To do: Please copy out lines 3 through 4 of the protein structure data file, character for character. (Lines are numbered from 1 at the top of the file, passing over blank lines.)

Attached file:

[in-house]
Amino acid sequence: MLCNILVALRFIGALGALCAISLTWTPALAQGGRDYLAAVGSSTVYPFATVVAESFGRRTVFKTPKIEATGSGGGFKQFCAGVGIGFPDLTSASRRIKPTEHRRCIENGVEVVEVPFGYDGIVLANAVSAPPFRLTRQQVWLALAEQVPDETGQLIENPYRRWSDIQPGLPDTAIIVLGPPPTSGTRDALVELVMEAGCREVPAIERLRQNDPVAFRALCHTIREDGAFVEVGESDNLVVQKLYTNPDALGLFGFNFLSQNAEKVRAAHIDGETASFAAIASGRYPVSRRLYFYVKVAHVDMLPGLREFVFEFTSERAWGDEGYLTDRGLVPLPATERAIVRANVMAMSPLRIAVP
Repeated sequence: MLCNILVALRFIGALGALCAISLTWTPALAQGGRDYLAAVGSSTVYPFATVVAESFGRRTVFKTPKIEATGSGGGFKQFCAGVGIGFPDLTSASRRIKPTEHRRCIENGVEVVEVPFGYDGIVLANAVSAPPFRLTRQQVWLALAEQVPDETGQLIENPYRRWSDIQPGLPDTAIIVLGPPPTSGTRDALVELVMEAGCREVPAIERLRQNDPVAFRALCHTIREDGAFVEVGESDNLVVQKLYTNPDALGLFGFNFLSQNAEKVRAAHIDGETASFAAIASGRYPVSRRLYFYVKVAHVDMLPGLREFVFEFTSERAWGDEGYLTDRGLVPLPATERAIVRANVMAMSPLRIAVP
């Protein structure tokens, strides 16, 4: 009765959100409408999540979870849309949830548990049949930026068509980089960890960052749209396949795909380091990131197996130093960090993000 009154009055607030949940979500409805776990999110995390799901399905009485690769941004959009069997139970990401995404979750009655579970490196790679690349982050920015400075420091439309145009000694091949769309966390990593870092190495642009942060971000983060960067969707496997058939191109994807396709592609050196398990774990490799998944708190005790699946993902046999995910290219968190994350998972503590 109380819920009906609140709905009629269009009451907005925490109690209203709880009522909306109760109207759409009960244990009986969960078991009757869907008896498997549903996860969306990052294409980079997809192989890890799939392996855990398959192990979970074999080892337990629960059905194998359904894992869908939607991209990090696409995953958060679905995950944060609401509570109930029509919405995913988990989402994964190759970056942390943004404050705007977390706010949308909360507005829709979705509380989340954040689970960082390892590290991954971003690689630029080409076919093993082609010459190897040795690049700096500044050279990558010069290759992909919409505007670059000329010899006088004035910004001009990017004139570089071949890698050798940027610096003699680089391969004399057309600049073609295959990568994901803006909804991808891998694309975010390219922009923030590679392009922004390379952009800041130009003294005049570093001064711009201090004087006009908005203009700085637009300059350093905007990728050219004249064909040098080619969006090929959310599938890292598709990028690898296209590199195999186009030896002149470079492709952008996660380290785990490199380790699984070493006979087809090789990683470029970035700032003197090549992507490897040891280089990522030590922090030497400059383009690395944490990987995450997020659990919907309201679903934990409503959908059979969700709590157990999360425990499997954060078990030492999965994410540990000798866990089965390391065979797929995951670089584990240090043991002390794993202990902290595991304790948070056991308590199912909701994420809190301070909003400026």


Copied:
Repeated sequence: MLCNILVALRFIGALGALCAISLTWTPALAQGGRDYLAAVGSSTVYPFATVVAESFGRRTVFKTPKIEATGSGGGFKQFCAGVGIGFPDLTSASRRIKPTEHRRCIENGVEVVEVPFGYDGIVLANAVSAPPFRLTRQQVWLALAEQVPDETGQLIENPYRRWSDIQPGLPDTAIIVLGPPPTSGTRDALVELVMEAGCREVPAIERLRQNDPVAFRALCHTIREDGAFVEVGESDNLVVQKLYTNPDALGLFGFNFLSQNAEKVRAAHIDGETASFAAIASGRYPVSRRLYFYVKVAHVDMLPGLREFVFEFTSERAWGDEGYLTDRGLVPLPATERAIVRANVMAMSPLRIAVP
């Protein structure tokens, strides 16, 4: 009765959100409408999540979870849309949830548990049949930026068509980089960890960052749209396949795909380091990131197996130093960090993000 009154009055607030949940979500409805776990999110995390799901399905009485690769941004959009069997139970990401995404979750009655579970490196790679690349982050920015400075420091439309145009000694091949769309966390990593870092190495642009942060971000983060960067969707496997058939191109994807396709592609050196398990774990490799998944708190005790699946993902046999995910290219968190994350998972503590 109380819920009906609140709905009629269009009451907005925490109690209203709880009522909306109760109207759409009960244990009986969960078991009757869907008896498997549903996860969306990052294409980079997809192989890890799939392996855990398959192990979970074999080892337990629960059905194998359904894992869908939607991209990090696409995953958060679905995950944060609401509570109930029509919405995913988990989402994964190759970056942390943004404050705007977390706010949308909360507005829709979705509380989340954040689970960082390892590290991954971003690689630029080409076919093993082609010459190897040795690049700096500044050279990558010069290759992909919409505007670059000329010899006088004035910004001009990017004139570089071949890698050798940027610096003699680089391969004399057309600049073609295959990568994901803006909804991808891998694309975010390219922009923030590679392009922004390379952009800041130009003294005049570093001064711009201090004087006009908005203009700085637009300059350093905007990728050219004249064909040098080619969006090929959310599938890292598709990028690898296209590199195999186009030896002149470079492709952008996660380290785990490199380790699984070493006979087809090789990683470029970035700032003197090549992507490897040891280089990522030590922090030497400059383009690395944490990987995450997020659990919907309201679903934990409503959908059979969700709590157990999360425990499997954060078990030492999965994410540990000798866990089965390391065979797929995951670089584990240090043991002390794993202990902290595991304790948070056991308590199912909701994420809190301070909003400026």